The world has two kinds of measles problems.

In low-income countries like Madagascar and in strife-ridden countries like Yemen, the disease takes a toll because vaccines are not available or accessible or affordable. In Madagascar alone, there have been nearly 80,000 cases and an estimated 900 deaths since September.

A Norwalk teen who got vaccinated against his mother's wishes testified Tuesday before a U.S. Senate committee examining preventable disease outbreaks.  

There's strong new evidence that a common childhood vaccine is safe.

A large study released Monday finds no evidence that the vaccine that protects against measles, mumps and rubella increases the risk of autism. The study of children born in Denmark is one of the largest ever of the MMR vaccine.

All U.S. states require most parents to vaccinate their children against some preventable diseases, including measles, mumps, rubella and whooping cough, to be able to attend school. Such laws often apply to children in private schools and day care facilities as well as public schools.

Editor's note: This story was originally published in 2015 and has been updated.

In 1962, children's book author Roald Dahl lost his oldest daughter, Olivia, to measles. She was 7 years old.

Twenty-six years later, Dahl wrote a letter to parents about what happened:

Health officials in Washington have declared a state of emergency and are urging immunization as they scramble to contain a measles outbreak in two counties, while the number of cases of the potentially deadly virus continues to climb in a region with lower-than-normal vaccination rates.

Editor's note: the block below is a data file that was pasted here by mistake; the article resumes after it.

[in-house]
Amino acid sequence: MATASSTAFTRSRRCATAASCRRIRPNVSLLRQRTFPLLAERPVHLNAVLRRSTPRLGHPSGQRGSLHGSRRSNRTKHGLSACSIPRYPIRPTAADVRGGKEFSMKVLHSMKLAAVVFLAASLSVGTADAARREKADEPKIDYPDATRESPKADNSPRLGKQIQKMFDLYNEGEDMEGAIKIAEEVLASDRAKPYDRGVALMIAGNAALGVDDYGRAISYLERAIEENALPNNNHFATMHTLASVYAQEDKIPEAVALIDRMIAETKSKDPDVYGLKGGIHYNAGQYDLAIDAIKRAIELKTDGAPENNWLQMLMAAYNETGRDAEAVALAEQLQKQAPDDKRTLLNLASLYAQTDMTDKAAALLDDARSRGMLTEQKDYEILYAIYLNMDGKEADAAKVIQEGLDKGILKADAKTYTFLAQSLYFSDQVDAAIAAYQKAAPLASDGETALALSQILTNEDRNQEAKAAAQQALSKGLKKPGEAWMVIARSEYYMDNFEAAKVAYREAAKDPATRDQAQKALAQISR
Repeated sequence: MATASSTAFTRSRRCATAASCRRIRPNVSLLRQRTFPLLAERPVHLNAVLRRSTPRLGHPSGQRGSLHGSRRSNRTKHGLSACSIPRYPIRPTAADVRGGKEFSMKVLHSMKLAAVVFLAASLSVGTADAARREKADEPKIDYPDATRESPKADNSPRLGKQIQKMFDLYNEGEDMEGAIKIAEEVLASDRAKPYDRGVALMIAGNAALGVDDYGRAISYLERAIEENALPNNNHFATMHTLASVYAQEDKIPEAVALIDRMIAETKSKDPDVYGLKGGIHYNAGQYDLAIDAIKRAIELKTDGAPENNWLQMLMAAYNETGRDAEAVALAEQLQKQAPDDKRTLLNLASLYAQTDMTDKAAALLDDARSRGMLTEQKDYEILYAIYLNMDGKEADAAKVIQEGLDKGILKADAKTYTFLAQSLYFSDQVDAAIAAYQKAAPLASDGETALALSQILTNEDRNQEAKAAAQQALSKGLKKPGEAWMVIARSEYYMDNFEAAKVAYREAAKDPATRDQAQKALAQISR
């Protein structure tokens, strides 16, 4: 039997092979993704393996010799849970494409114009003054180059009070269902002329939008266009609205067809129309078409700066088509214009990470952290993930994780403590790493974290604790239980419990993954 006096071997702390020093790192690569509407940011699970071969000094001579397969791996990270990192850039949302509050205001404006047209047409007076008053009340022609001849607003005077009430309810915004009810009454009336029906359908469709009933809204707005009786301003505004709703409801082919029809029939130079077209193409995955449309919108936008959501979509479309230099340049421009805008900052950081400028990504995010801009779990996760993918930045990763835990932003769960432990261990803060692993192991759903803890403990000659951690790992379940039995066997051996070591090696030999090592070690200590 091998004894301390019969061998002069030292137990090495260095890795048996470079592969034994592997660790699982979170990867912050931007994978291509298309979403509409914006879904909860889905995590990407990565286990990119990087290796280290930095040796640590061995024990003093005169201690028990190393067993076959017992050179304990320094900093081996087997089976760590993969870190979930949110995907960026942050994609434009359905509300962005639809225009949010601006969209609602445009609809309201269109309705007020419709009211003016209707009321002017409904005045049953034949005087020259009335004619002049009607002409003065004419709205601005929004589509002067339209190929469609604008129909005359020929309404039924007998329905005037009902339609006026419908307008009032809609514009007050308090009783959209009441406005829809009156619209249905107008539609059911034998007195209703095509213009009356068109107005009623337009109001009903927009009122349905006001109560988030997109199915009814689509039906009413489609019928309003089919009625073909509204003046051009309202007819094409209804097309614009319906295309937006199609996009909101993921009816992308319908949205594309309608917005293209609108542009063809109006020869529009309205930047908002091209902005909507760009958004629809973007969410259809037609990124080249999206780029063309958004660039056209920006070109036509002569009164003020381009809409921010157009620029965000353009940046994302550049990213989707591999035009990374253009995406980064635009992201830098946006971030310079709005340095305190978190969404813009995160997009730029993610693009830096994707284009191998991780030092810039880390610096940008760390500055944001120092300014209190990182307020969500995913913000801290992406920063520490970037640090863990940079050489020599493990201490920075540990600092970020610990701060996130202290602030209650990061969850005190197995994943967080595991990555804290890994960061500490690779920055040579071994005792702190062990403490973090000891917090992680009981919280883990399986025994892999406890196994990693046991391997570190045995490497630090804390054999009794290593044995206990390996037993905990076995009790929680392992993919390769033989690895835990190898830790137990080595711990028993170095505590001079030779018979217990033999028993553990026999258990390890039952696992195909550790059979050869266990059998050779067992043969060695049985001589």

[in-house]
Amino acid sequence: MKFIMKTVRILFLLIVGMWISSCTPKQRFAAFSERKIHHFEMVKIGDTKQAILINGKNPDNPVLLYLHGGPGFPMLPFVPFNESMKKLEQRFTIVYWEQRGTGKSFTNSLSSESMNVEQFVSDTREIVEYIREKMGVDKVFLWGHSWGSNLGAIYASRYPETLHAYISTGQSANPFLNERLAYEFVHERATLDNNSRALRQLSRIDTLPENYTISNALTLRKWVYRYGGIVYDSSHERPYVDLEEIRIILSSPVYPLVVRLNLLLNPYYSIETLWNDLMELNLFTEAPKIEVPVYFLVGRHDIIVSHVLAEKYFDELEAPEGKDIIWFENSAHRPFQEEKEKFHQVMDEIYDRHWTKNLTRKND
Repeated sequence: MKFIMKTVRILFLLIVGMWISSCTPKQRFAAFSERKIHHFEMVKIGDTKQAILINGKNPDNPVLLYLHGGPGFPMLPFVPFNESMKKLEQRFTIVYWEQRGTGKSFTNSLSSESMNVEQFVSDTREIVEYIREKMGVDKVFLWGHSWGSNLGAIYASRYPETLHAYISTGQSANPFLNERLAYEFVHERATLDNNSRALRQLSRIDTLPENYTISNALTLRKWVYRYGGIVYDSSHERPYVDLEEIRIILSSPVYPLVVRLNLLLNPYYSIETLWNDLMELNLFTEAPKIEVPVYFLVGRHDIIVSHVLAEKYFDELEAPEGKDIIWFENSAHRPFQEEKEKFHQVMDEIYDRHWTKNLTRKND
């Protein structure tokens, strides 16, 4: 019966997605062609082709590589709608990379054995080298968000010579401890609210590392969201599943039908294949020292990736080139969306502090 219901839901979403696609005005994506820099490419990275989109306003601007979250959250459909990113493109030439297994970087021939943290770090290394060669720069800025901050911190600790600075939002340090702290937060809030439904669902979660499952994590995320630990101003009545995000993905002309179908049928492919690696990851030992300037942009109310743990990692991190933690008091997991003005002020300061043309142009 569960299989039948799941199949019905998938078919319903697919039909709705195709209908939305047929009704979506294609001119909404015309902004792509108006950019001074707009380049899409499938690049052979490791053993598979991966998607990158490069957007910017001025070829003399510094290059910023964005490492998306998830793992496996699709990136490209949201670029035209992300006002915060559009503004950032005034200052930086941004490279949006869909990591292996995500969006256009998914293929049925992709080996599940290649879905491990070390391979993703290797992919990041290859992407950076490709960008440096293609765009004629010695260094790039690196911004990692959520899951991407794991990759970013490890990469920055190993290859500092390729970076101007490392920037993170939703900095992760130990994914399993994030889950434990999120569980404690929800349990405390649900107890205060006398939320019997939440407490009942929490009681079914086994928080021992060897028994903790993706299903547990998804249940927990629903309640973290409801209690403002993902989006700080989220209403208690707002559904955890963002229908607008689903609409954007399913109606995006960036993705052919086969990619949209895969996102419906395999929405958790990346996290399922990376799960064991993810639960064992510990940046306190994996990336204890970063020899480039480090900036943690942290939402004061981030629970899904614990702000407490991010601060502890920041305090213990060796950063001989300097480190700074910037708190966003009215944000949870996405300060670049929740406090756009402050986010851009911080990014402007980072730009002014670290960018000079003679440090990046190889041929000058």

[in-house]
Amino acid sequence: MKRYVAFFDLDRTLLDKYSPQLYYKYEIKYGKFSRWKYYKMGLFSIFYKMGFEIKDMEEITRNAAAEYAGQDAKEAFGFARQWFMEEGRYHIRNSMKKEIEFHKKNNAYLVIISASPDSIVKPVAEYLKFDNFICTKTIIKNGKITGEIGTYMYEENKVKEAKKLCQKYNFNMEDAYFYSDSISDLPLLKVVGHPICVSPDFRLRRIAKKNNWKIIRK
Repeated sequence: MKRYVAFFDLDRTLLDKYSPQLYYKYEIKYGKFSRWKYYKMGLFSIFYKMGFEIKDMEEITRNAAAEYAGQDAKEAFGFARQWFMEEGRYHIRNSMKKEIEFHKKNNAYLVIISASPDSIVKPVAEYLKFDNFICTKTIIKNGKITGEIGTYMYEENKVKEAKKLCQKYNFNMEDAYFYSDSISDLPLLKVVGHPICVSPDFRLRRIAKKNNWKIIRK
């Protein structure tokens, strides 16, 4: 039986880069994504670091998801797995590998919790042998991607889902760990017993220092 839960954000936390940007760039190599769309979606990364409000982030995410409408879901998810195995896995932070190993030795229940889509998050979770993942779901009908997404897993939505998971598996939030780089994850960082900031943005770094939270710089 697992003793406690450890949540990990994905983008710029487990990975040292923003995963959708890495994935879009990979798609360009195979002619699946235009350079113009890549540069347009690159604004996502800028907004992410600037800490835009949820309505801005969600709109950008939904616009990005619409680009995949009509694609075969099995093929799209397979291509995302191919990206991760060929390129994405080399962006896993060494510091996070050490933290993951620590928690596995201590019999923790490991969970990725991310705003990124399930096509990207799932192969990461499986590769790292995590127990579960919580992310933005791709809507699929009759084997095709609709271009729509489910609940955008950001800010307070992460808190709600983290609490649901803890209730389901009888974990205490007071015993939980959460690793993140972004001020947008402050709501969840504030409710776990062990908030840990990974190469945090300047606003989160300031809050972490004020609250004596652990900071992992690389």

If you take the long view, international health organizations have much to be encouraged about when it comes to the global fight against measles. From 2000 to 2017, for instance, the annual number of measles-related deaths dropped 80 percent — from a toll of over half a million to just under 110,000 last year.

The Centers for Disease Control says more Ohio kids are getting the measles, mumps and rubella vaccine on time.

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The U.S. Surgeon General is urging central Ohio parents to vaccinate their kids. 

Ohio is tied with Colorado and West Virginia for the lowest measles vaccination rate in the country. 

With the recent breakout of measles and mumps, medical groups in Ohio are ramping up efforts to encourage immunizations.

Health officials say the central Ohio mumps outbreak that resulted in nearly 500 cases of the contagious viral illness has ended.

Measles Outbreak Over?

Sep 9, 2014

State health officials say the measles outbreak that helped push the number of cases to a two-decade high appears to have ended.

No New Measles Cases Since Mid July

Aug 16, 2014

Local and state health officials say no measles cases have been reported since mid-July, while mumps cases continue to be tallied.

Ohio's measles outbreak appears to be coming to an end. 

The Mumps and measles outbreaks continue to expand through central Ohio.

Geoff Caddick / AFP/Getty Images

About 80 more measles cases have been confirmed over the past week, bringing the total for an Ohio outbreak to about 240 cases across six counties. 

The Centers for Disease Control says measles cases are at a 20-year high, and 60-percent of those cases are in Ohio.

Number Of Confirmed Measles Cases Doubles

May 23, 2014

Ohio Department of Health officials have confirmed 143 cases of measles in six counties, with the number of confirmed cases doubling in the past two weeks.

Ohio health officials have distributed nearly 12-thousand doses of vaccines to try to stem recent outbreaks of measles and mumps in the state. 

Health officials have now confirmed 328 cases of mumps in the outbreak that started at Ohio State University.

Health officials tracking measles and mumps outbreaks in Ohio are urging residents to stay up-to-date on immunizations to prevent illnesses from spreading.  

The Ohio Department of Health has now confirmed 21 cases of measles in an outbreak that began in Knox County among unvaccinated Amish who had traveled to the Philippines, which has a measles epidemic.

Sixteen cases of measles have been confirmed among Amish in the Knox County area of north-central Ohio.

Knox County Health officials are working with the Centers for Disease Control to confirm 13 suspected cases of measles.